Jeremy Whittle

“We’re up against extra-terrestrials,” says French rider Martin

Wout van Aert was away in a three- , two- and finally one-man break for over 130km on Stage 6. (Getty Images)

Wout Van Aert and Tadej Pogačar may have different skillsets but they’re the dominant riders in this year’s Tour.

On the eve of the first summit finish, at La Planche des Belles Filles, there are only two 30-somethings still in the top ten at this year’s Tour de France. Geraint Thomas at 36, is the elder statesman of the leading positions, backed up by the wine-loving Romain Bardet, at 31 years old, a 1990 vintage.

The rest of them are mere kids. Tom Pidcock, just 22 in fifth place, Neilson Powless, something of a revelation in second place and just 25, while the race leader himself, Tadej Pogačar – the new Cannibal – is still only 23.

Pidcock is riding his first Tour de France, Powless his second. Jonas Vingegaard is 25 and racing his second Tour, while Pogačar as you may know, has won two Tours already.

Of course experience may come to the fore in the coming days and with climbers like 32-year-old Nairo Quintana, 29-year-old Guillaume Martin, of Cofidis, and 37-year-old Jakob Fuglsang hovering as the race enters the Vosges, there is sure to be a reshuffle.

But it seems that the generation of former ski jumpers – surely you knew that Primož Roglič was a former ski jumper…? – may be being edged out.

Not being edged out by anyone was Wout Van Aert who played a huge part in the Tour’s sixth stage, to Longwy, becoming the fifth fastest stage in history, with another mega-breakaway of 140 kilometres.

Van Aert’s move had an element of shock and awe. The shock came from his decision to attack at all, the awe from the metronomic speed he maintained for almost 140 kilometres.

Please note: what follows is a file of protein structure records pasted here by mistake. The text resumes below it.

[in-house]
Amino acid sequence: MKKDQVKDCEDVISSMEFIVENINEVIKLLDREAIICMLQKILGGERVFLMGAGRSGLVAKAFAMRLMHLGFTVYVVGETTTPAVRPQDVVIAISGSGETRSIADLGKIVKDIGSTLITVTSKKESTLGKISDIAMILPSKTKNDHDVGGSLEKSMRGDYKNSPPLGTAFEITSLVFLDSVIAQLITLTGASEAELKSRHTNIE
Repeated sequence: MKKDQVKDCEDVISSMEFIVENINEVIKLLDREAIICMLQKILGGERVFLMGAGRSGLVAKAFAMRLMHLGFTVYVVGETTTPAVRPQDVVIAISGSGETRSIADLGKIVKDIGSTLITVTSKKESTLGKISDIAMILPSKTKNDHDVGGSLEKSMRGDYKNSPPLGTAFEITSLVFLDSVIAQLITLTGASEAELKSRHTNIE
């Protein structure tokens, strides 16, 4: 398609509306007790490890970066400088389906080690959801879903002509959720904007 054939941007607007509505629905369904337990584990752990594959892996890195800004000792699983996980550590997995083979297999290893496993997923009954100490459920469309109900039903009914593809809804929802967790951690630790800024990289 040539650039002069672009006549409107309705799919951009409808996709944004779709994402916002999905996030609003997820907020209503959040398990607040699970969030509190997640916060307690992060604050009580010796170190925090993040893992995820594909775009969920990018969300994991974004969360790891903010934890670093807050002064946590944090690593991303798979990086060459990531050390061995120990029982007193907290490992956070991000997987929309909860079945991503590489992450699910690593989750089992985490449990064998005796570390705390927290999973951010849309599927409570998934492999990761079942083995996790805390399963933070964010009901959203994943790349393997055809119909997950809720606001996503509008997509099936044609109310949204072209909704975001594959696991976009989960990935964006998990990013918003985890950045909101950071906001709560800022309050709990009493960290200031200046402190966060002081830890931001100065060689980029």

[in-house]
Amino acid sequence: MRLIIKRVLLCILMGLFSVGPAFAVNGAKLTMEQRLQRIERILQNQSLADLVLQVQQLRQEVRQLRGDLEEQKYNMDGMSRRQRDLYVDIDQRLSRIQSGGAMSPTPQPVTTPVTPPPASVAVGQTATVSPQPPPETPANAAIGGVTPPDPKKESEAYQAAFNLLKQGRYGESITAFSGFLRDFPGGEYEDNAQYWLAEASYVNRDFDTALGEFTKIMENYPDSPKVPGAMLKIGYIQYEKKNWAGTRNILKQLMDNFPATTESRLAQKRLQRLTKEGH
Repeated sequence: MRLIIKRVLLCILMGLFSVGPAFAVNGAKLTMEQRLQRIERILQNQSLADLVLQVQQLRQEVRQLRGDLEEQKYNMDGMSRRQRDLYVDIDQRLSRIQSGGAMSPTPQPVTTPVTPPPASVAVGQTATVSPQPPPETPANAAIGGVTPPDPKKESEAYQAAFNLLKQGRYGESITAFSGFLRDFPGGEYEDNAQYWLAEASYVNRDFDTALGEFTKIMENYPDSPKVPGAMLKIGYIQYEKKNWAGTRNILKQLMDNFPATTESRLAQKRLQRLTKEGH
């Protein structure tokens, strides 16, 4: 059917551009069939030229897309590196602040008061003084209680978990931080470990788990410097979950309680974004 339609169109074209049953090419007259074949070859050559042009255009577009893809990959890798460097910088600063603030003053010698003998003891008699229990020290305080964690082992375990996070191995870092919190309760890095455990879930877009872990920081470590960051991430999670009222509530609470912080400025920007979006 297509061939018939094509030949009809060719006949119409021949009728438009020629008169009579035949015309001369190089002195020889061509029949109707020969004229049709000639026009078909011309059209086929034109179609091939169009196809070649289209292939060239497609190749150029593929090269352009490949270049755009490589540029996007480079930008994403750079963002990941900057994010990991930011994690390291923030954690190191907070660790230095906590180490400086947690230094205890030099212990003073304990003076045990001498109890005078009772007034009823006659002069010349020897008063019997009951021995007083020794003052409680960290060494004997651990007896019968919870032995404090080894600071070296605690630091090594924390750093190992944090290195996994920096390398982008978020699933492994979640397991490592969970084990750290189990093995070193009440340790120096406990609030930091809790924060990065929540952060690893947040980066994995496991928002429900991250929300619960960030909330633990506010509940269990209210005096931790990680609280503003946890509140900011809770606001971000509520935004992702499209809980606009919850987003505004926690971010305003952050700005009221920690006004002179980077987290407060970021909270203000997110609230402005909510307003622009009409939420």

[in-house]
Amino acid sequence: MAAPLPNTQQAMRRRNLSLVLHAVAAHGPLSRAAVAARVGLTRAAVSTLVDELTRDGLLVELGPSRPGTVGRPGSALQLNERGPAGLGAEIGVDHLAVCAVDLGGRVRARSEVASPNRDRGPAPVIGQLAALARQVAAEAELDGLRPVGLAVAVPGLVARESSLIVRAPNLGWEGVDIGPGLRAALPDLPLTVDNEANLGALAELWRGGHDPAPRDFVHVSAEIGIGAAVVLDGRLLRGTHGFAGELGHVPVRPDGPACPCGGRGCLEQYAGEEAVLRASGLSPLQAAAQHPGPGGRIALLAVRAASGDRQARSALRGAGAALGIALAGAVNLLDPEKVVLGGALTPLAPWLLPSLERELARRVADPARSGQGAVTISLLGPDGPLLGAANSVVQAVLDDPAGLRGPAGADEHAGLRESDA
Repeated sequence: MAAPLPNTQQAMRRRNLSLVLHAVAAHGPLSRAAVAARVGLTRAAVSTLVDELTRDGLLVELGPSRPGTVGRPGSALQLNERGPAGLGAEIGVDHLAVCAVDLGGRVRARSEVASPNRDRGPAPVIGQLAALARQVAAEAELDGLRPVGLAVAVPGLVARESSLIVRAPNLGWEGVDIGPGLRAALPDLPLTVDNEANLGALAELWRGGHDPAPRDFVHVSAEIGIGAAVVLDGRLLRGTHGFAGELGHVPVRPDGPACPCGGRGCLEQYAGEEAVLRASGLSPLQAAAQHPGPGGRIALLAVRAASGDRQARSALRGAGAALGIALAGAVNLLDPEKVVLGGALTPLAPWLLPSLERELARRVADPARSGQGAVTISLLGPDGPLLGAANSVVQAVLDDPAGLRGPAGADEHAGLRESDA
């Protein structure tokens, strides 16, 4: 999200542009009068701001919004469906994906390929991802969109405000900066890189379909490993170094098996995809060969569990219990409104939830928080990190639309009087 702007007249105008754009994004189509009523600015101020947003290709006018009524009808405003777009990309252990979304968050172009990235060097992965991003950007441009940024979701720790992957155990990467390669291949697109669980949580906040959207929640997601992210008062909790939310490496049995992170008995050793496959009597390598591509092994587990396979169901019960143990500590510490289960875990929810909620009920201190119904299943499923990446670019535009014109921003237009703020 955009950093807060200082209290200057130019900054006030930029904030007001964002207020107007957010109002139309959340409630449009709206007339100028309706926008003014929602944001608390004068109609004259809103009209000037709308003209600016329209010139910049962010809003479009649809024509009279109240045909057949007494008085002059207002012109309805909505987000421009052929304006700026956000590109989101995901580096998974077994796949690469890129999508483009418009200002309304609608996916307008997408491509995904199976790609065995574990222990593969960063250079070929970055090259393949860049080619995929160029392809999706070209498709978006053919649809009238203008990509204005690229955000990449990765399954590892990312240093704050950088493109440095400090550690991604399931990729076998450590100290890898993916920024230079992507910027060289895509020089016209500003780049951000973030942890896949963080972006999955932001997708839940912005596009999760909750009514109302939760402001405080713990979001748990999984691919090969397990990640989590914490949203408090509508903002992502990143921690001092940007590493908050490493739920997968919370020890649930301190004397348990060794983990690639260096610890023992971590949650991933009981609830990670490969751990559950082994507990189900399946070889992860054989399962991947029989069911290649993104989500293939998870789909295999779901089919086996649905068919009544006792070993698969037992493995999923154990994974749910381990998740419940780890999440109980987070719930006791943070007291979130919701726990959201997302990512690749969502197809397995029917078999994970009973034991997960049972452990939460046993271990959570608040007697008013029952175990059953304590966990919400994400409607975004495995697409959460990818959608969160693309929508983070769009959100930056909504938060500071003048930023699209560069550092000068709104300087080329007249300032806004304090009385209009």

“We are up against extra-terrestrials,” Cofidis rider Guillaume Martin said of Pogačar’s stage win and Van Aert’s attack. “They’re above everyone.”

Martin, who yo-yos his way through Grand Tours, losing two minutes one day, gaining three the next, will be one of the outsiders at La Planche des Belles Filles, Friday’s first summit finish.

“It’s a climb I like a lot,” Martin said. “I preferred it when it was a tougher stage with a couple of earlier climbs. It’s not very long so I don’t think there will be big gaps, but in the racing of today, you can never be sure how it’s going to pan out, as you saw in Longwy when Pogačar went on the attack.”

The new race leader is relishing a return to the Vosges, where in another show of strength he dethroned the unfortunate Roglič in 2020’s COVID Tour. Consecutive stage wins seem a distinct possibility.

“We will try to control (the race) but if it’s not possible, it won’t be a disaster,” Pogačar said, “but I would like to go for it.”

Enjoy this story? Follow Stelvio's coverage of the 2022 Tour de France online and pick up issue 1 of Stelvio magazine, a Tour de France special – subscribe or buy issue 1 at the special launch price now